CHICAGO (JGL) – If the Philippine corridors of power are populated by relatives by blood or affinity, it is not surprising.
The pre-colonial Philippines was ruled by royalties and nobilities, like lakans, datus and mighty warriors, when laws of the jungle were supreme.
The matter of succession was interrupted only by the arrivals of Spaniards and Americans.
Despite the ongoing wars in Libya, Syria and other countries caused by popular upheavals to change their overstaying leaders, like what EDSA I had done, the Philippine Congress still refuses to accept the grim reality that political dynasty is really the main reason majority of the Filipino people are wallowing in abject poverty.
Right after the Filipino people toppled Marcos for overstaying in Malacanang, the revolutionary government of Cory Aquino took the initiative to nip the political dynasty in the bud by approving a provision in the 1987 Constitution that bans a family from monopolizing power.
But the problem is that Section 26 of Art. II of the 1987 Philippine Constitution was merely directory, not mandatory. It says, “The State shall guarantee equal access to opportunities for public service and prohibit political dynasties as may be defined by law.”
This policy merely contradicted Section 13 of the same Art. II, that says, “The State recognizes the vital role of the youth in nation-building and shall promote and protect their physical, moral, spiritual, intellectual, and social well-being. It shall inculcate in the youth patriotism and nationalism, and encourage their involvement in public and civic affairs.”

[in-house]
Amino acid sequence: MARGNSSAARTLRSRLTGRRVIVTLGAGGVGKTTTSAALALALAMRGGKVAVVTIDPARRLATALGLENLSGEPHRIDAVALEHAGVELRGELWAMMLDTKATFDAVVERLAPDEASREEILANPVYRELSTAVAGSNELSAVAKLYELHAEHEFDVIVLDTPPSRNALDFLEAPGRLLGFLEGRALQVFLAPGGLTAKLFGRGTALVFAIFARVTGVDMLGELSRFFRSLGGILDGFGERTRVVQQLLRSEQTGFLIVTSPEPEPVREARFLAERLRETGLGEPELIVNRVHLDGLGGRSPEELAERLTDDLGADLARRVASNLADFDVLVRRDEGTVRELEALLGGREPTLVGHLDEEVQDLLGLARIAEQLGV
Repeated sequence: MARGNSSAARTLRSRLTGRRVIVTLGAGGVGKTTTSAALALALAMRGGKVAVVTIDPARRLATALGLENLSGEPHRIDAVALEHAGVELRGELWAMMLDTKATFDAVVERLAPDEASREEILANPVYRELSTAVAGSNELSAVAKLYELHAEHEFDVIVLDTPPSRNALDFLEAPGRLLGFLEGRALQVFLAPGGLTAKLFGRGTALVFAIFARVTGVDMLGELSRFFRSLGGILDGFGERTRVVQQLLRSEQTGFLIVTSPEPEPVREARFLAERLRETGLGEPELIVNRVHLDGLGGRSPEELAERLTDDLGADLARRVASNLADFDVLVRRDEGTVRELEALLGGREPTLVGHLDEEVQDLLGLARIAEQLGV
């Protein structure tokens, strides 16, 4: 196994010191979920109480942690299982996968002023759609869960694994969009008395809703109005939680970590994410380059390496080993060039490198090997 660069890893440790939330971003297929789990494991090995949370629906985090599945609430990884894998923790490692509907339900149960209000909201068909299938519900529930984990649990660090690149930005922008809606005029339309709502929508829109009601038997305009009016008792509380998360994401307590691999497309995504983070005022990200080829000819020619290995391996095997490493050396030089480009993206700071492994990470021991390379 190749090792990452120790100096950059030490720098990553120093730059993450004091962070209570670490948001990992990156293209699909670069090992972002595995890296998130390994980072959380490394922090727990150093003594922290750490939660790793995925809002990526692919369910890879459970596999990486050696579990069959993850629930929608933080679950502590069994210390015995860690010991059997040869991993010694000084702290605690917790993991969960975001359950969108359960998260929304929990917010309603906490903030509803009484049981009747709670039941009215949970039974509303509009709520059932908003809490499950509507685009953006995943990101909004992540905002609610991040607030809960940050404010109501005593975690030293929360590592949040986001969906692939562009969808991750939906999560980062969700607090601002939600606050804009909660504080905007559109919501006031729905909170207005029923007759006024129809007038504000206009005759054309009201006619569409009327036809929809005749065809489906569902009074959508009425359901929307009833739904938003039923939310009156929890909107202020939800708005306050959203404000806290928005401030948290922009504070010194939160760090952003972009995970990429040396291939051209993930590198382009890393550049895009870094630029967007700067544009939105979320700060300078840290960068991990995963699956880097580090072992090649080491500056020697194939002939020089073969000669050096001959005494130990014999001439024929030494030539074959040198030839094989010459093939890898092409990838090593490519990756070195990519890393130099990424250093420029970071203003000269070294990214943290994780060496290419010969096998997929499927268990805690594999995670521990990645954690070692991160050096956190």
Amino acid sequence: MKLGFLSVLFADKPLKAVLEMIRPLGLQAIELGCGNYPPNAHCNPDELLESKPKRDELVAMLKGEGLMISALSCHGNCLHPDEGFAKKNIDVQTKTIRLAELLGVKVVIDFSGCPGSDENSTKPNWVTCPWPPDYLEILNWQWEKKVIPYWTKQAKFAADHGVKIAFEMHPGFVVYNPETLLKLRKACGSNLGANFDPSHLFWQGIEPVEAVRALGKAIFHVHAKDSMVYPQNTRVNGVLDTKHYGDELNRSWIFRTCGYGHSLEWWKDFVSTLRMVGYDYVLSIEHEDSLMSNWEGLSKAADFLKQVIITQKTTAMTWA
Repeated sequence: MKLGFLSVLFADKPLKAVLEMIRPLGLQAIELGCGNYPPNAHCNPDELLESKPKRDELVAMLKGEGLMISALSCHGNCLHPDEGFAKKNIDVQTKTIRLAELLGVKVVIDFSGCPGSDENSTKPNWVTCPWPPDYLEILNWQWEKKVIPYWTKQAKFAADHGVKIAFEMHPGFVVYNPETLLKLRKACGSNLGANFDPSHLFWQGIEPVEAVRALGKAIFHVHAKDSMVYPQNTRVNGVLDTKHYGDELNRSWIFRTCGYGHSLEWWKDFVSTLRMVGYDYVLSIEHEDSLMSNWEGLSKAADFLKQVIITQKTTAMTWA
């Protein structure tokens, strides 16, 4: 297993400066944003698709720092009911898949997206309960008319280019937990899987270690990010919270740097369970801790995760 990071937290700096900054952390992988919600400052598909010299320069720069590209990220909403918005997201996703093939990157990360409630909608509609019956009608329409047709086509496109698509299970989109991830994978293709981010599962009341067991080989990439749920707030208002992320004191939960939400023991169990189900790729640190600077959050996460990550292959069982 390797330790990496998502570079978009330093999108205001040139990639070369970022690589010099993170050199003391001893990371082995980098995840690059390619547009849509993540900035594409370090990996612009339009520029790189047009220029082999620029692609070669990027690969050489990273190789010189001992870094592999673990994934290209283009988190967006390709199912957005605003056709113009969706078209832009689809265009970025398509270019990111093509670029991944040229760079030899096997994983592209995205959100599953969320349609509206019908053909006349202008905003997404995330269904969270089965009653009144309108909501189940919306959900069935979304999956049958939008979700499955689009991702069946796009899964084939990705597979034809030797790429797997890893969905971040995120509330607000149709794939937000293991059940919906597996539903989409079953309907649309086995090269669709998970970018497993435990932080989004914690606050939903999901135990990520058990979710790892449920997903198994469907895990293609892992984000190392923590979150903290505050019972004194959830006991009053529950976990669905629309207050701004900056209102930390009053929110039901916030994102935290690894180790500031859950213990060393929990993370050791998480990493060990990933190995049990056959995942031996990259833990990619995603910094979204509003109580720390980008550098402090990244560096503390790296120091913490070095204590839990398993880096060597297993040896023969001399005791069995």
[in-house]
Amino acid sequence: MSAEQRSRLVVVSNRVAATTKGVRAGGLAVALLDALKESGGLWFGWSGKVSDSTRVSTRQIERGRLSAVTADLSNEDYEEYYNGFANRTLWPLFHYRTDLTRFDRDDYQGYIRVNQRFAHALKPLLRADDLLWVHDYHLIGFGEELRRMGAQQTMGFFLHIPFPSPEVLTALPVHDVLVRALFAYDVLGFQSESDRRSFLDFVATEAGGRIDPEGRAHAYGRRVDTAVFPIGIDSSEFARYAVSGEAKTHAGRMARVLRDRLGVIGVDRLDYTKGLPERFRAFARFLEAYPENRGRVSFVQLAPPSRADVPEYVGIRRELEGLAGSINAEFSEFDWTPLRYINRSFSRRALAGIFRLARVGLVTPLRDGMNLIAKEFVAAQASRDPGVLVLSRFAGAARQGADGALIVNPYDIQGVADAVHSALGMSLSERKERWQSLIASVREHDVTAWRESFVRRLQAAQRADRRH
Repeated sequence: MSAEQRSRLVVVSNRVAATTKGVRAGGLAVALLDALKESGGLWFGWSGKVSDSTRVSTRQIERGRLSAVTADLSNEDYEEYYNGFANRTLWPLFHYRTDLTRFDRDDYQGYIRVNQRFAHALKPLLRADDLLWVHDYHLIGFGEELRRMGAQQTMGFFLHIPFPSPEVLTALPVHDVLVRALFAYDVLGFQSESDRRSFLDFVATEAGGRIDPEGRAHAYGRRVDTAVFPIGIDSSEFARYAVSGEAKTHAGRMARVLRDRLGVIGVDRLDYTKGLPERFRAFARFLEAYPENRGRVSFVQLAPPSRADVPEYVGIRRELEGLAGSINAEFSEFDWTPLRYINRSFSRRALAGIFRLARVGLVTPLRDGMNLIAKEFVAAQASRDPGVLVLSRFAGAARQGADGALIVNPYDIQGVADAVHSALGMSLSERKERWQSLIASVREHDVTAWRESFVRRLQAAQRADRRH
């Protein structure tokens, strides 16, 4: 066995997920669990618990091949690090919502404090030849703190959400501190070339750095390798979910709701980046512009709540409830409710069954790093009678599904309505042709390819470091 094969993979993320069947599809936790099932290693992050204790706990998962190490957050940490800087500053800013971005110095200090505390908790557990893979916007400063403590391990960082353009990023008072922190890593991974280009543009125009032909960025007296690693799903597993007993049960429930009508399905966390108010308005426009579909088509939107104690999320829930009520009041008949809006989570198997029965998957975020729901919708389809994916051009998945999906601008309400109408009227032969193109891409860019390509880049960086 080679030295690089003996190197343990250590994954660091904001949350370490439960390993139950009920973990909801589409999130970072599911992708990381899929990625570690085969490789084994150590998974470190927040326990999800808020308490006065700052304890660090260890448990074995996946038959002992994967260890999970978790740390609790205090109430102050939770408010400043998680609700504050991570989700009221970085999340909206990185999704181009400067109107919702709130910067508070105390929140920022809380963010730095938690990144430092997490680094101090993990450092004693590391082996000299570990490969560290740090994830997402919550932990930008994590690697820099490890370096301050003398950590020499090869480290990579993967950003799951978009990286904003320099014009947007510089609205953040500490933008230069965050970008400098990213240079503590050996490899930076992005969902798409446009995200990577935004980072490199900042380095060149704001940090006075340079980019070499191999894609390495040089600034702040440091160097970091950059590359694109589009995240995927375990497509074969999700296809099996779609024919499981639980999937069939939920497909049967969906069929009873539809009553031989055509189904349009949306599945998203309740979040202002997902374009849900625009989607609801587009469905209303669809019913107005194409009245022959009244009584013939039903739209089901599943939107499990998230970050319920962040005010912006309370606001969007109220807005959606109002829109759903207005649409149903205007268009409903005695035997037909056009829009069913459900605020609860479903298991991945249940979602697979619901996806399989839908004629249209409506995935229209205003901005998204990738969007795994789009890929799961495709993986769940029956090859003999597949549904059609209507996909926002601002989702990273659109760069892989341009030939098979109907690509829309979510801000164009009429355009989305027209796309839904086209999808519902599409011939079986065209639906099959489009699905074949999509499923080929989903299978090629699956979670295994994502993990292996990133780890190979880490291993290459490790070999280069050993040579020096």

How can the youth be encouraged in “their involvement in public and civic affairs” if only the youth of the overstaying politicians are given the chance to get elected into office?
This reminded me of this past week’s Gospel of Matthew 16:23, when Peter took Jesus aside and began to rebuke Him, saying, “God forbid it, Lord! This shall never happen to You (after Jesus told Peter and other apostles that as a Son of God, He was going to suffer death).” But He (Jesus) turned and said to Peter, “Get behind Me, Satan! You are a stumbling block to Me; for you are not setting your mind on God’s interests, but man’s.”
FRAMERS WERE THINKING AS SATAN
The framers of the Philippine Constitution apparently while they were crafting the state policy against political dynasty were thinking as Satan or politicians, instead of thinking of the welfare of the people as God or statesmen. They should not have given Congress the option to “define” anti-political dynasty since it will be in conflict of the interest of these politicians. They should have just made it self-executory. Were the framers trying to drown frogs by tossing them in a shallow river? How myopic could they be?
Caloocan City Rep. Edgar Erice (2nd-LP) told former Senator and former DILG Sec. Joey D. Lina over streaming DZMM 630 radio program, Sagot Ko Yan!, monitored live in Chicago, Illinois from 7 p.m. to 8 p.m. last Saturday (Aug. 30) that his bill, HR 3587, an anti-political dynasty measure, is on life support.
Erice said although the anti-political dynasty measure has been introduced in every Congress during the last 27 years, it never saw the light of day.
When asked by Lina if anti-political dynasty “ay malapit sa sikmura ng mga tao” (close to stomach of the people) that would necessitate them to discuss the matter, Eric responded, very much so.